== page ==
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Syrian Opposition Unsure About Participation In Geneva Talks

UN envoy to Syria Staffan de Mistura at the opening of Syrian peace talks at the United Nations offices in Geneva on January 29.

Syria's largest mainstream opposition group has arrived in Geneva and has expressed eagerness in seeing the Syrian conflict end, but it is unclear if it will actually participate in UN-brokered talks currently taking place in the Swiss city.

Higher Negotiation Committee (HNC) spokesman Salim al-Muslat told reporters on January 31 that the group wanted to see some positive developments on the ground before entering the intra-Syrian negotiations that include representatives from the Syrian interim government.

Since arriving in Geneva from Riyadh on January 30, Muslat has made clear that the HNC first wants to see that the international community is serious about addressing its demands that Damascus release women and children from government jails and allow aid into besieged areas.

"We are keen to start negotiations and need to see that the international community takes serious steps toward implementing the [UN Security Council] Resolution [2254 on Syria] that has been signed by 15 members of the [UN] Security Council," Muslat said on January 31. "It is important for us to see that food goes to our [Syrian] children who are being starved to death. To see that Syrian families, Syrian women, are safe sitting in their homes -- in their houses -- away from the strikes of the Russians."

Muslat's comments came after HNC members met with UN mediator Staffan de Mistura at a hotel on January 31, reportedly after threatening to leave Geneva. Reuters subsequently cited HNC coordinator Riad Hijab as saying in a statement that the group would walk out of the talks if the UN failed to end "regime violations."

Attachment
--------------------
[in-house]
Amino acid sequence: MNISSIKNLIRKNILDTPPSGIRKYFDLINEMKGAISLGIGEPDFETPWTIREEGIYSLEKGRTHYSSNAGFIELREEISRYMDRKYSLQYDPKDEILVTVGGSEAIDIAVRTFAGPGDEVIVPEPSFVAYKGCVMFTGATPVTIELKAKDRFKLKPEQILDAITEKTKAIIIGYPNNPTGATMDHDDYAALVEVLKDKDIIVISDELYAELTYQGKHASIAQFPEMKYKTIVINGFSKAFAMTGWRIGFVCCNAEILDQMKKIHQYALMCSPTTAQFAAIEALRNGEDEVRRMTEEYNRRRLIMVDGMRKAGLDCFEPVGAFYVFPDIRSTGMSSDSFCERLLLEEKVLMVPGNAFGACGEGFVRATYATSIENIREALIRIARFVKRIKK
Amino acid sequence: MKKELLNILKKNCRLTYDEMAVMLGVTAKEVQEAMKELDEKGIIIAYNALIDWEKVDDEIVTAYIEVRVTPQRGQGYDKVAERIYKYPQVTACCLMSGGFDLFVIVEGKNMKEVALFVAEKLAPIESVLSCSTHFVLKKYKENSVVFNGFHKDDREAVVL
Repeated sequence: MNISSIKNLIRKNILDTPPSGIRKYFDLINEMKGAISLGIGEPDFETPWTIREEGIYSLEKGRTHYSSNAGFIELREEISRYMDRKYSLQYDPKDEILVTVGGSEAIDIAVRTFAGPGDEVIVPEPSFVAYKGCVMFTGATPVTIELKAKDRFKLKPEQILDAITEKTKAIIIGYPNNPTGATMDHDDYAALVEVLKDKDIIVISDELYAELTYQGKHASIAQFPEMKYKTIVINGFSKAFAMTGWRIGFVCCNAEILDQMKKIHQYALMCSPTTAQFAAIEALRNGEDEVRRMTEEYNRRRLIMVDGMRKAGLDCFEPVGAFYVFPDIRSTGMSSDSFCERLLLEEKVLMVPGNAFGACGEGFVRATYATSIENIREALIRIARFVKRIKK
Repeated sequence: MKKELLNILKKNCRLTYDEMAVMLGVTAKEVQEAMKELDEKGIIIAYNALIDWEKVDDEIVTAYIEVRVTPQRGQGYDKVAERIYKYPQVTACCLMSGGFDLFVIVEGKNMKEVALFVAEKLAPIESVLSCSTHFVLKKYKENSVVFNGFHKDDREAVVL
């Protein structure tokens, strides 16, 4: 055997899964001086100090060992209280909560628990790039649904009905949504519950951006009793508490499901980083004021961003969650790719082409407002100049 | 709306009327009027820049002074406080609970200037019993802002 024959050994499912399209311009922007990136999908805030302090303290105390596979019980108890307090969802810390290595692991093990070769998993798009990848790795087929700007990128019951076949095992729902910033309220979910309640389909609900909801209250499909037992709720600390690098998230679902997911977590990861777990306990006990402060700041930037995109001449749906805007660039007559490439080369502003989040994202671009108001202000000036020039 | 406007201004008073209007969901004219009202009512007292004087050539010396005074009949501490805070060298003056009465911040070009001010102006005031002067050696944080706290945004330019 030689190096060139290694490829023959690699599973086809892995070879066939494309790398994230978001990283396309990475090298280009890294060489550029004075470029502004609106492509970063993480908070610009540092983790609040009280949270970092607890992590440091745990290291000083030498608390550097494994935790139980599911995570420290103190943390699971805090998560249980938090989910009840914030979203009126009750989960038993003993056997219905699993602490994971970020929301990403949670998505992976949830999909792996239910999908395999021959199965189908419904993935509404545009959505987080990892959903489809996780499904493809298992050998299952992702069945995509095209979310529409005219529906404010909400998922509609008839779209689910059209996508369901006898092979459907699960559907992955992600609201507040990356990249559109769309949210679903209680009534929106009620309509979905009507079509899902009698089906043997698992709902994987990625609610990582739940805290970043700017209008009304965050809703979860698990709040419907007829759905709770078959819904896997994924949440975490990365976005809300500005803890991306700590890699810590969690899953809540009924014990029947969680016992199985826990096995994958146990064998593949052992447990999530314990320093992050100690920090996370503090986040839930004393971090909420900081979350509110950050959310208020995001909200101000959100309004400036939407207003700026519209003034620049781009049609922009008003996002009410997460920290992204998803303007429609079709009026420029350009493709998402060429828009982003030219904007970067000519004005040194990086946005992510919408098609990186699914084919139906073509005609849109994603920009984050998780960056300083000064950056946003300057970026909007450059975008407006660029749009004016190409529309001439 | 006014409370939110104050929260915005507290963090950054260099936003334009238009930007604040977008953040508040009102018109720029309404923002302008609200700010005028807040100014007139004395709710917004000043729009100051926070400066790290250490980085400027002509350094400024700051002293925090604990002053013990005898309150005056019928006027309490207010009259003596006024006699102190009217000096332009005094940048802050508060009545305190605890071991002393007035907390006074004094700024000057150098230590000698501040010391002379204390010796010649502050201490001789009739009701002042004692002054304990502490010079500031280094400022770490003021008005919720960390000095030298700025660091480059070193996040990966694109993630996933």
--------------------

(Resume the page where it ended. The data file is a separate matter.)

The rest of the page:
The head of the Damascus delegation, Bashar Jaafari -- who is also Syria's UN ambassador -- was quoted by Interfax as saying that the delays indicated that the opposition was "not serious."

The participation of the Saudi-backed HNC, whose delegation includes political and militant opponents of Syrian President Bashar al-Assad, is seen as key to the talks' success in ending Syria's five-year civil war.

A UN Security Council resolution passed last month demands that all sides allow immediate humanitarian aid to all besieged areas, release arbitrarily detained prisoners, and stop attacking civilian areas.

Russian Foreign Minister Sergei Lavrov and U.S. Secretary of State John Kerry earlier agreed by telephone to assess the Geneva talks at an international meeting in Munich on February 11.

The UN has not said who was invited to attend the talks, which began on January 29, but the extremist Islamic State group and the Al-Qaeda affiliated Al-Nusra Front are not participating. The presence of Kurdish representatives has also been a divisive issue.

Officials from Syria's largest Kurdish group -- the Democratic Union Party, or PYD -- left Geneva on January 30 after being excluded from the negotiations, a Kurdish official said.

Turkey considers the PYD a terrorist organization and the HNC claims they are too close to the Syrian government.

The UN has said the aim of the Syrian peace negotiations would be six months of talks, first seeking a cease-fire, later working toward a political settlement to a war that has killed more than 250,000 people, driven more than 10 million from their homes, and drawn in world powers.

Based on reporting by AP, AFP, and Reuters
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